In the last article, we introduced the basic ways of valuing equity interests from an accounting perspective - in today's article, we will introduce a rather different discipline, namely business valuation (and the associated valuation of an interest in that enterprise). First, however, we need to identify the most important differences from accounting valuation.
First of all, it is important to look at the subject matter of the valuation - while accounting regulations (at least the Czech ones) are creditor-oriented and in many respects prefer form over substance (e.g. In terms of recognizing assets acquired under leases that are not visible on the balance sheet, although they are used by the company and often function as full-fledged assets), valuers prefer the "economic view": they are more concerned with content over form (thus, they treat the above-mentioned leases similarly to IFRS) and their aim is to present information to the owners of the companies (although there are valuation methods that are creditor-oriented).
Secondly, it is important to note that while accounting valuation is based on historical prices (and thus on underlying data), valuers focus on the future, and thus the result of their work can be described as a kind of fiction (by which the author does not want to degrade this discipline in any way - business valuation is a demanding discipline, It is not even intended to find an exact value - its purpose is to give an idea of the possible value that a company could have at a certain date, which can help in making decisions about acquisitions, mergers, etc.).
The valuation itself is divided according to the so-called bases of value (i.e., the purpose for which the valuation is made) - the most common bases of value are market valuation (a valuation that aims to answer the question "How much would a given business be worth in an arm's length transaction between two average market participants on a given date?") and the investment value (a valuation that answers the question of what a given business is worth to a particular investor on a particular date). There are, of course, more bases of value, but I consider these to be the most important.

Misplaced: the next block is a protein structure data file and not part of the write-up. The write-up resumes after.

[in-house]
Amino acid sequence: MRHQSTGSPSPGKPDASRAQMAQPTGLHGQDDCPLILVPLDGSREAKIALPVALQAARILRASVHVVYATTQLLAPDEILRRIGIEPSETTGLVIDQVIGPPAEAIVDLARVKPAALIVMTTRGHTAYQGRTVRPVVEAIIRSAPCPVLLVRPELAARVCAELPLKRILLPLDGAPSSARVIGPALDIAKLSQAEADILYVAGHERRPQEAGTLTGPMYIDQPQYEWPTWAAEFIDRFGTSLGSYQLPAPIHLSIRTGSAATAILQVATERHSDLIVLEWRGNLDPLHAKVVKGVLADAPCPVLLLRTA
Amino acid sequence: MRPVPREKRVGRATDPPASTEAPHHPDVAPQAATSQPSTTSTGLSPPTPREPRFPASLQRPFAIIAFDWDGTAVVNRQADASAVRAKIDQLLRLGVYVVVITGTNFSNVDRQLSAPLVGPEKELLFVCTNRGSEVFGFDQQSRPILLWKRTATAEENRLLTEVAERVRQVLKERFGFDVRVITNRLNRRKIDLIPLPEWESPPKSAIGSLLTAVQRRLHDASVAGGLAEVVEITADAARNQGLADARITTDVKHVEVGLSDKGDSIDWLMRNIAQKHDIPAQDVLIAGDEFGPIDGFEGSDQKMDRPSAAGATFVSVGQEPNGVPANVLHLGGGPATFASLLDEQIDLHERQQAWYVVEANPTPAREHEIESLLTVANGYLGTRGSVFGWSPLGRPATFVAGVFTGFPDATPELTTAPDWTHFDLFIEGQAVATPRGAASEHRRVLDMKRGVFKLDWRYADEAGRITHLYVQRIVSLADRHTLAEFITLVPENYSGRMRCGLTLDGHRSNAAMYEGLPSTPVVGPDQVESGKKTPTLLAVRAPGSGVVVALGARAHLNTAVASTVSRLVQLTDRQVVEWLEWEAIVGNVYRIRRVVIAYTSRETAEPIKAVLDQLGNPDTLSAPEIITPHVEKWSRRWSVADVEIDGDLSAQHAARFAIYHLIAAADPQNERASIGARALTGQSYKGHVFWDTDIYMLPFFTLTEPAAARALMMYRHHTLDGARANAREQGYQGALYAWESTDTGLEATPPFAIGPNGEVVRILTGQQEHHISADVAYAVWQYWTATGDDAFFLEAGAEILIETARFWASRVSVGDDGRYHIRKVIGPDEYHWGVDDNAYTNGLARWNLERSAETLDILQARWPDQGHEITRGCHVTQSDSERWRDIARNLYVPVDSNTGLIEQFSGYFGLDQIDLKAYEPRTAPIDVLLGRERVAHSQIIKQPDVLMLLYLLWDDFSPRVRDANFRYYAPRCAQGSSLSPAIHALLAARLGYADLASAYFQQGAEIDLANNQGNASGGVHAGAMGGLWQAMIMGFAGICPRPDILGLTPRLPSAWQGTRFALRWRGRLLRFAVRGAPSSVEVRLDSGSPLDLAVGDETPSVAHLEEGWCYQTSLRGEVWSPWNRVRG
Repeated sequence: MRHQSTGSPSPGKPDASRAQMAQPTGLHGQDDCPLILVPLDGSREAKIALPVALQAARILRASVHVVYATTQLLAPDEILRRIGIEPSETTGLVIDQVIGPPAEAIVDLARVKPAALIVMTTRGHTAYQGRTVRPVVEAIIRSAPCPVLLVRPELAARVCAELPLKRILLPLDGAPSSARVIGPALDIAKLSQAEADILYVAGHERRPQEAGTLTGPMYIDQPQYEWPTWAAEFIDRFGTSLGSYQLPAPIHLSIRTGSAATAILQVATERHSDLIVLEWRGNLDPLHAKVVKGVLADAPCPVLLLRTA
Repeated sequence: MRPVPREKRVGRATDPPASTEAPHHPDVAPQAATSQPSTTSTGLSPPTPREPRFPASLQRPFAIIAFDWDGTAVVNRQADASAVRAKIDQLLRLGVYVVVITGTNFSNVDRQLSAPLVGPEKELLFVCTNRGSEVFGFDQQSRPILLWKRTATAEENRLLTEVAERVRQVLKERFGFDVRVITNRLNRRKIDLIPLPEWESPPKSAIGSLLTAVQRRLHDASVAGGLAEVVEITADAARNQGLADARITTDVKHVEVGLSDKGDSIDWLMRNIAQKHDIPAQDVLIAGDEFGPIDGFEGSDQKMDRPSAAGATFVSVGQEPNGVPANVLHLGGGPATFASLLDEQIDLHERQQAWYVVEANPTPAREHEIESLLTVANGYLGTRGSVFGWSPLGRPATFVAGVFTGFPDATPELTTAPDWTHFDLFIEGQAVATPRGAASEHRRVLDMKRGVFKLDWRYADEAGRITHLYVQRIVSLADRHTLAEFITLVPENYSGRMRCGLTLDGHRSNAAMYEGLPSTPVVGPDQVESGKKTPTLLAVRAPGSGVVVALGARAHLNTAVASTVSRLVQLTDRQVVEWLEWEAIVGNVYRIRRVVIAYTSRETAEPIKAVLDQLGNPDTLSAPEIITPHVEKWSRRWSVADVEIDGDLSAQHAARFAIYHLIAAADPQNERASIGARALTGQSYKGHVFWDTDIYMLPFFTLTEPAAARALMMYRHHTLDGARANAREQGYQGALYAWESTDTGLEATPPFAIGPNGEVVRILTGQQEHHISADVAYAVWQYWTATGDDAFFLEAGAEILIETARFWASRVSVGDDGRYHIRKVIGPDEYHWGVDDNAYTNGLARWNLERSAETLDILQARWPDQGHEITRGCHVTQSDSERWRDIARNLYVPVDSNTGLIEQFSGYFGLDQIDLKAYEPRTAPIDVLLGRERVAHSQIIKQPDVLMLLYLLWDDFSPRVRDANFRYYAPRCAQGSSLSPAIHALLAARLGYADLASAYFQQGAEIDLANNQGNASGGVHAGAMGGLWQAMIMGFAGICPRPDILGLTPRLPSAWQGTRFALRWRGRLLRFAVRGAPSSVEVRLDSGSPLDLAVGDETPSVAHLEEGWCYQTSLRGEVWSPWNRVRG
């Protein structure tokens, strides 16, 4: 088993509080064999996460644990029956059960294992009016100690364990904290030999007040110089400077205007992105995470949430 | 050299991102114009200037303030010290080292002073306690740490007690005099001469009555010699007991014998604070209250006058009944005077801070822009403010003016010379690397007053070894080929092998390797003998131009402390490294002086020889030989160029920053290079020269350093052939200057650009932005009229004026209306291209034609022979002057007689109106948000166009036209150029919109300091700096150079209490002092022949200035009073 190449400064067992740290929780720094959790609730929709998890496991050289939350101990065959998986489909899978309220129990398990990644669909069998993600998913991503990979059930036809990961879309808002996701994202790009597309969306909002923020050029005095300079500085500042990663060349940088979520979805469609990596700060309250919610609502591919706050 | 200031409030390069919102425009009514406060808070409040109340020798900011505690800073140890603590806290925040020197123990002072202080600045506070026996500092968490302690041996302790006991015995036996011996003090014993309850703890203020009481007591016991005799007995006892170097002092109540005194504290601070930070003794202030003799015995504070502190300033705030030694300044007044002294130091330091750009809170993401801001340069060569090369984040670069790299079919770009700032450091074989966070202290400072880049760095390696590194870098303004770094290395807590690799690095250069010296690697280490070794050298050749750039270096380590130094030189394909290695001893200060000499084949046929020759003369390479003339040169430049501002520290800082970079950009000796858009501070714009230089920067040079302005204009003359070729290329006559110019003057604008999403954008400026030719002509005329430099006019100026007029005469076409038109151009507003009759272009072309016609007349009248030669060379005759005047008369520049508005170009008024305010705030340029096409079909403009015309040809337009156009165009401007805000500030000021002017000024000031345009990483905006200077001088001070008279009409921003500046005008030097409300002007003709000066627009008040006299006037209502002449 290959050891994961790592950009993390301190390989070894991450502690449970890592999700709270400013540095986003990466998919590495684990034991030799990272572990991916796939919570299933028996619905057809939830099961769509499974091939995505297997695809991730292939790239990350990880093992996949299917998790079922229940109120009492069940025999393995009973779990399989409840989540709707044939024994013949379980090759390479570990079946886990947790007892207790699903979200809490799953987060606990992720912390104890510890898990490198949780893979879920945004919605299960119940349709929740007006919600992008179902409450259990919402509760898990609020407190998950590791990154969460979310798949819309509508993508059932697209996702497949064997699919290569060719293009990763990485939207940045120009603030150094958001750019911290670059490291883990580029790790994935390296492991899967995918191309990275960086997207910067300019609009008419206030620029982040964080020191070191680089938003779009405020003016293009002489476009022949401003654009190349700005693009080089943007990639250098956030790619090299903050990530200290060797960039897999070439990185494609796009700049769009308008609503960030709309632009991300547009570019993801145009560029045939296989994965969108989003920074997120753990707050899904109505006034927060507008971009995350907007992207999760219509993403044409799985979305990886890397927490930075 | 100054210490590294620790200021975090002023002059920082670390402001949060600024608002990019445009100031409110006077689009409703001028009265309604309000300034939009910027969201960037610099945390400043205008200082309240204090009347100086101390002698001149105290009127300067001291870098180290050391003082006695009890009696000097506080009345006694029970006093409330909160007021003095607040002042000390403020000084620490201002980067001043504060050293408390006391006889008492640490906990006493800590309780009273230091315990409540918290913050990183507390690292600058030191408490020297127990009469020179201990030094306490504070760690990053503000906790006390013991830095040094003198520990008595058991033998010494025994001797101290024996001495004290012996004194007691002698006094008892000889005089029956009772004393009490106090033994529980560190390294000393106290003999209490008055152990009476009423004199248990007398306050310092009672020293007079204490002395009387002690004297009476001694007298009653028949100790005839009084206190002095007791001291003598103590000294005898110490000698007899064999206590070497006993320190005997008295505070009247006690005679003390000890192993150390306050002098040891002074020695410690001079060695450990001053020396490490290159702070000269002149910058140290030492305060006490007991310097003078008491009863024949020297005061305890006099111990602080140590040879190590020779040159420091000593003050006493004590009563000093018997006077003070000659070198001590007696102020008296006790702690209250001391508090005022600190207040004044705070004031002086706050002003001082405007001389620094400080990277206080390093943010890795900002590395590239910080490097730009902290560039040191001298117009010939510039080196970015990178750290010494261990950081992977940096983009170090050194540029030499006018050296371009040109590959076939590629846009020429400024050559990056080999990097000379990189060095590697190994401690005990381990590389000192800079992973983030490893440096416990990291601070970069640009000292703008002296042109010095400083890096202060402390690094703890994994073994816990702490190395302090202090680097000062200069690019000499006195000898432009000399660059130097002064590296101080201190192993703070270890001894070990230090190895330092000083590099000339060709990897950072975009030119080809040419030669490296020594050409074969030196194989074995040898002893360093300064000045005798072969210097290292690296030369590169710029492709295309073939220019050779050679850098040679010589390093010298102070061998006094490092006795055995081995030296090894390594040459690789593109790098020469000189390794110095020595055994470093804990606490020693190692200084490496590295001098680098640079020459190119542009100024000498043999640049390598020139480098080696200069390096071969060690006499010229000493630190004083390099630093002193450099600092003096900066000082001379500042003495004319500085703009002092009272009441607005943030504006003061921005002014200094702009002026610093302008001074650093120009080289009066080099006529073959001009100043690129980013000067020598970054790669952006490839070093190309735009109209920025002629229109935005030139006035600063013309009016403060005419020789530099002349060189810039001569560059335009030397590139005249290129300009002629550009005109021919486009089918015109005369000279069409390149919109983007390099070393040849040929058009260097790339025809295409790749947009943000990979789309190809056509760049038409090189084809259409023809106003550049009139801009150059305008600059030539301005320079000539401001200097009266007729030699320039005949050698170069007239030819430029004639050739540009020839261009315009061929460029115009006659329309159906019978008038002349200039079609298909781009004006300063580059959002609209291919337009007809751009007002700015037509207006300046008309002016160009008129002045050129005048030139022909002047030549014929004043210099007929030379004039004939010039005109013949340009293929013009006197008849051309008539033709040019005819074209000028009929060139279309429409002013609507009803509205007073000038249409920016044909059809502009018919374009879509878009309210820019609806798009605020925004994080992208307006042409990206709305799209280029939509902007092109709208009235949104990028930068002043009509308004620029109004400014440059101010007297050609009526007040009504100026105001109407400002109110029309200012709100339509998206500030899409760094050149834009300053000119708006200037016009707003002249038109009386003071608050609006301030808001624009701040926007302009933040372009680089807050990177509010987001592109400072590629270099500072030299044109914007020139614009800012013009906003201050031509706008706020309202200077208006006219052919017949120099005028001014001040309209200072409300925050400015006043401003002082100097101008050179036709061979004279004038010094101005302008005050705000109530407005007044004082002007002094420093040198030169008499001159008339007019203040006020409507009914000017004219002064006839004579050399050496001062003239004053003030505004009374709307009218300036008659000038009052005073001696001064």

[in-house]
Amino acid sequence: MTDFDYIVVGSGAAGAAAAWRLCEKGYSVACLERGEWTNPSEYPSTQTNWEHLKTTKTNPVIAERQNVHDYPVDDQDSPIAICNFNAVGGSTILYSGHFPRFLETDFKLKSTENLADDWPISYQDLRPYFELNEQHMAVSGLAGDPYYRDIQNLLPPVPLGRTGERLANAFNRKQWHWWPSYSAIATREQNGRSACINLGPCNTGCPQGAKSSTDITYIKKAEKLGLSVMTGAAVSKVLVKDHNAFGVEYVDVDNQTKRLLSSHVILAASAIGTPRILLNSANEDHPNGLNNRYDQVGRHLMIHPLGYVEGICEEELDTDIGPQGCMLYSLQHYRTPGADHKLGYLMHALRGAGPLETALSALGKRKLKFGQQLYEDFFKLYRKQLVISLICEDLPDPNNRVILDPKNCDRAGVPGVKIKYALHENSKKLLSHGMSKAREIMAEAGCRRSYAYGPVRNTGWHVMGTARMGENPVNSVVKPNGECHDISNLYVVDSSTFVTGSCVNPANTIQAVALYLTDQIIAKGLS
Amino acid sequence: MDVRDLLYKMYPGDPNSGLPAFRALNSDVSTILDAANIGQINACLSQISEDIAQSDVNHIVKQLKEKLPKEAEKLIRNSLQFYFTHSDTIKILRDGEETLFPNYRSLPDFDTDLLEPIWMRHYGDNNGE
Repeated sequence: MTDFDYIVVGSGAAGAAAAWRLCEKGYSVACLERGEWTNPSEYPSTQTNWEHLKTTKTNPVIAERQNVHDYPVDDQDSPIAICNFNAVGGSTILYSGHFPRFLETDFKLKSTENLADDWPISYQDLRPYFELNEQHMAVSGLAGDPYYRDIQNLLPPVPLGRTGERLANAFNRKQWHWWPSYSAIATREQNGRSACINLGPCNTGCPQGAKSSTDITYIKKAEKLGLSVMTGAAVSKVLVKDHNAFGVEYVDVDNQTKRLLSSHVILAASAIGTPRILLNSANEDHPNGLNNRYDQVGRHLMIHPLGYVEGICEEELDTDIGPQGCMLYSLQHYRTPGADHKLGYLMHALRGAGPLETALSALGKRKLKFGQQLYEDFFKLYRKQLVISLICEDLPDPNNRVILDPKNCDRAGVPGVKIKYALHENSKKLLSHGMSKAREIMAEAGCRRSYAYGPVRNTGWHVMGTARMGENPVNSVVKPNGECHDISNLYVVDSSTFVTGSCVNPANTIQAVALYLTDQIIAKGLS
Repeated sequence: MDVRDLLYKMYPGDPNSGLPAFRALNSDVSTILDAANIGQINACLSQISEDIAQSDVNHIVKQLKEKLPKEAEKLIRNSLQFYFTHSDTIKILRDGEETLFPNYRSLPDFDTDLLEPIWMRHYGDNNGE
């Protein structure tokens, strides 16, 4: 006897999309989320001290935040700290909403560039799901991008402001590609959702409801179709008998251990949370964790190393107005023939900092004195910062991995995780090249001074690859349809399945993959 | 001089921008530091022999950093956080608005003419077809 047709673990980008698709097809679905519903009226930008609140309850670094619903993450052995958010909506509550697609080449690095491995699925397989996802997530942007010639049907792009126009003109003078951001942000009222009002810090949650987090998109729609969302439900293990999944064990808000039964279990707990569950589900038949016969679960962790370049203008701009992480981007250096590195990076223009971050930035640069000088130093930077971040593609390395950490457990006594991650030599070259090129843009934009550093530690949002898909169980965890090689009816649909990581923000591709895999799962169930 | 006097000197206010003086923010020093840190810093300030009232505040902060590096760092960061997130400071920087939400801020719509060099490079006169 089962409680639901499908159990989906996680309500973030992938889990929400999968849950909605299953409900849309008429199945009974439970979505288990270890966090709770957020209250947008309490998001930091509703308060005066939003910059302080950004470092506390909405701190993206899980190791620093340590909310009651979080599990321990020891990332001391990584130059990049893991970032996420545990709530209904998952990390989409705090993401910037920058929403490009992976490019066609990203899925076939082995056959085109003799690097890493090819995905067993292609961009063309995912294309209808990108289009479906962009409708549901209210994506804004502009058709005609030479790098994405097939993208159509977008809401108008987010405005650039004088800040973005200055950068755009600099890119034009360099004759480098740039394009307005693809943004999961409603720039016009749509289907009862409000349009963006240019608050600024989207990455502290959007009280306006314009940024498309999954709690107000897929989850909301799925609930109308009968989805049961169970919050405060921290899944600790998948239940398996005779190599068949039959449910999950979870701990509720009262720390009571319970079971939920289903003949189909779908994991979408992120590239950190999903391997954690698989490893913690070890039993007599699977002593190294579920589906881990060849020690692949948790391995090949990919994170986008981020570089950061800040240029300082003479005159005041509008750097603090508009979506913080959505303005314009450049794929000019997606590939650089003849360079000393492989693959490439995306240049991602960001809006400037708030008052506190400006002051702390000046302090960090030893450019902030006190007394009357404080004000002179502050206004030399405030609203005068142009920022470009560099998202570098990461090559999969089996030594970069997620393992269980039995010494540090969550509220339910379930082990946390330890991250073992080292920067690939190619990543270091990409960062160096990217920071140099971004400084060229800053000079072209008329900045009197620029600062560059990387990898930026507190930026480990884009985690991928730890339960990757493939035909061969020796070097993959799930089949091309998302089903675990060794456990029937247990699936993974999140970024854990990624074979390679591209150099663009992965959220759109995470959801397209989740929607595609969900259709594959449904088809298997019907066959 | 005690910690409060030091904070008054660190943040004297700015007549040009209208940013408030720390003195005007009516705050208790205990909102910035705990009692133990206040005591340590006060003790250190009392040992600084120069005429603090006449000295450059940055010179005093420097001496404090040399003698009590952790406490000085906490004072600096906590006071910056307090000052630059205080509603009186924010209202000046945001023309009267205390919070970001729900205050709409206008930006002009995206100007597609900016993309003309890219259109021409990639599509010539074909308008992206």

The actual valuation is then carried out using valuation methods - which we divide into three categories:
1) Income -> "What is the present value of the future income of the company at a specific date?"
2) property -> "What is the fair value of the company's assets?"
3) market comparison -> "What price are similar businesses trading at?"
For businesses that have an assumption of long duration, the most common income methods (the most used is the DCF or Discounted cash flow method). For businesses that have a limited lifetime (or for valuations done for creditors), property methods are again essential (the most important of these methods is the liquidation method, which answers the question "How much would I get if I liquidated the business, paid all liabilities, and sold off all assets?"). The last method focuses again on price reasonableness - by comparing it with capital market data, we learn whether similar businesses are paid significantly more or less than our chosen business.
Once we have a valuation of the whole business, valuing only a share of it is just a matter of simple maths and any deductions/additions to the price (e.g. if I am only buying a 5% share of a company, I cannot expect to pay 5% of the price for the whole business - the right to control the company is usually included in that price – aforementioned 5% share should be cheaper).
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